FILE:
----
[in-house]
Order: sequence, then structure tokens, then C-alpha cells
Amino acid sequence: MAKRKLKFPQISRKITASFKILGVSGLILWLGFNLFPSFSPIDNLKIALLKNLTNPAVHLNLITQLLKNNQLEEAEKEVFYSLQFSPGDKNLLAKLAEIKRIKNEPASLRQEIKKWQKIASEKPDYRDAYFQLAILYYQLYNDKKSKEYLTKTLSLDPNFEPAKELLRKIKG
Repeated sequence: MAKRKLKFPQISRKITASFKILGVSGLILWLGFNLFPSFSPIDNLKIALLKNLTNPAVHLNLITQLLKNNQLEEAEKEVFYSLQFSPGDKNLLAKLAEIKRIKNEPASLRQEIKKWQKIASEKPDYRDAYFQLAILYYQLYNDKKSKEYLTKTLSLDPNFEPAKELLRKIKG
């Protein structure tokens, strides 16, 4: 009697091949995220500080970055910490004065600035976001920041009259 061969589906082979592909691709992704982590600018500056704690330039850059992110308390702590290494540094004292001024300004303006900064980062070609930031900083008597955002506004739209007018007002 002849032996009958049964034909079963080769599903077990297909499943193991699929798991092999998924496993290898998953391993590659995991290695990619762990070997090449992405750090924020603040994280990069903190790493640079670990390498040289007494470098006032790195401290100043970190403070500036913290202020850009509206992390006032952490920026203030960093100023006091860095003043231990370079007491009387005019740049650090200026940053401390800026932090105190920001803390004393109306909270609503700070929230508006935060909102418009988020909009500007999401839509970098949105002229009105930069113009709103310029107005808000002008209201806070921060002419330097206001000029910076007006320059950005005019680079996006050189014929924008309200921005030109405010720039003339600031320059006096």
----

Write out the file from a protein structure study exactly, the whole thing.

[in-house]
Order: sequence, then structure tokens, then C-alpha cells
Amino acid sequence: MAKRKLKFPQISRKITASFKILGVSGLILWLGFNLFPSFSPIDNLKIALLKNLTNPAVHLNLITQLLKNNQLEEAEKEVFYSLQFSPGDKNLLAKLAEIKRIKNEPASLRQEIKKWQKIASEKPDYRDAYFQLAILYYQLYNDKKSKEYLTKTLSLDPNFEPAKELLRKIKG
Repeated sequence: MAKRKLKFPQISRKITASFKILGVSGLILWLGFNLFPSFSPIDNLKIALLKNLTNPAVHLNLITQLLKNNQLEEAEKEVFYSLQFSPGDKNLLAKLAEIKRIKNEPASLRQEIKKWQKIASEKPDYRDAYFQLAILYYQLYNDKKSKEYLTKTLSLDPNFEPAKELLRKIKG
């Protein structure tokens, strides 16, 4: 009697091949995220500080970055910490004065600035976001920041009259 061969589906082979592909691709992704982590600018500056704690330039850059992110308390702590290494540094004292001024300004303006900064980062070609930031900083008597955002506004739209007018007002 002849032996009958049964034909079963080769599903077990297909499943193991699929798991092999998924496993290898998953391993590659995991290695990619762990070997090449992405750090924020603040994280990069903190790493640079670990390498040289007494470098006032790195401290100043970190403070500036913290202020850009509206992390006032952490920026203030960093100023006091860095003043231990370079007491009387005019740049650090200026940053401390800026932090105190920001803390004393109306909270609503700070929230508006935060909102418009988020909009500007999401839509970098949105002229009105930069113009709103310029107005808000002008209201806070921060002419330097206001000029910076007006320059950005005019680079996006050189014929924008309200921005030109405010720039003339600031320059006096």